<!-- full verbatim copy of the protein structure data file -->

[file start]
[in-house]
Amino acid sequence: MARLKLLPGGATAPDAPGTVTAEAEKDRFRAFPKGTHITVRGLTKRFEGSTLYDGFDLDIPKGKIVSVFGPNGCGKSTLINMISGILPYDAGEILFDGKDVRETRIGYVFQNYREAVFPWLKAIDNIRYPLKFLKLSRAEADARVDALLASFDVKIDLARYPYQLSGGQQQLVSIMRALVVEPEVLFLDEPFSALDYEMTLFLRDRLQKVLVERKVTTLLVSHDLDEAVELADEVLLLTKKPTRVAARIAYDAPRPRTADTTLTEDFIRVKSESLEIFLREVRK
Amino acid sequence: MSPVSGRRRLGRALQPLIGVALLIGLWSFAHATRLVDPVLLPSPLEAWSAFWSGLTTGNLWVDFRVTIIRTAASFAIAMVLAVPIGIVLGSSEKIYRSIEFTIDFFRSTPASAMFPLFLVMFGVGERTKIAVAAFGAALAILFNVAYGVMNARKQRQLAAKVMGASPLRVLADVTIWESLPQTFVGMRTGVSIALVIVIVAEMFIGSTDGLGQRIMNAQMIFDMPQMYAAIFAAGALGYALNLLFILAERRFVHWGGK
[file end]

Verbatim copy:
[in-house]
Amino acid sequence: MARLKLLPGGATAPDAPGTVTAEAEKDRFRAFPKGTHITVRGLTKRFEGSTLYDGFDLDIPKGKIVSVFGPNGCGKSTLINMISGILPYDAGEILFDGKDVRETRIGYVFQNYREAVFPWLKAIDNIRYPLKFLKLSRAEADARVDALLASFDVKIDLARYPYQLSGGQQQLVSIMRALVVEPEVLFLDEPFSALDYEMTLFLRDRLQKVLVERKVTTLLVSHDLDEAVELADEVLLLTKKPTRVAARIAYDAPRPRTADTTLTEDFIRVKSESLEIFLREVRK
Amino acid sequence: MSPVSGRRRLGRALQPLIGVALLIGLWSFAHATRLVDPVLLPSPLEAWSAFWSGLTTGNLWVDFRVTIIRTAASFAIAMVLAVPIGIVLGSSEKIYRSIEFTIDFFRSTPASAMFPLFLVMFGVGERTKIAVAAFGAALAILFNVAYGVMNARKQRQLAAKVMGASPLRVLADVTIWESLPQTFVGMRTGVSIALVIVIVAEMFIGSTDGLGQRIMNAQMIFDMPQMYAAIFAAGALGYALNLLFILAERRFVHWGGK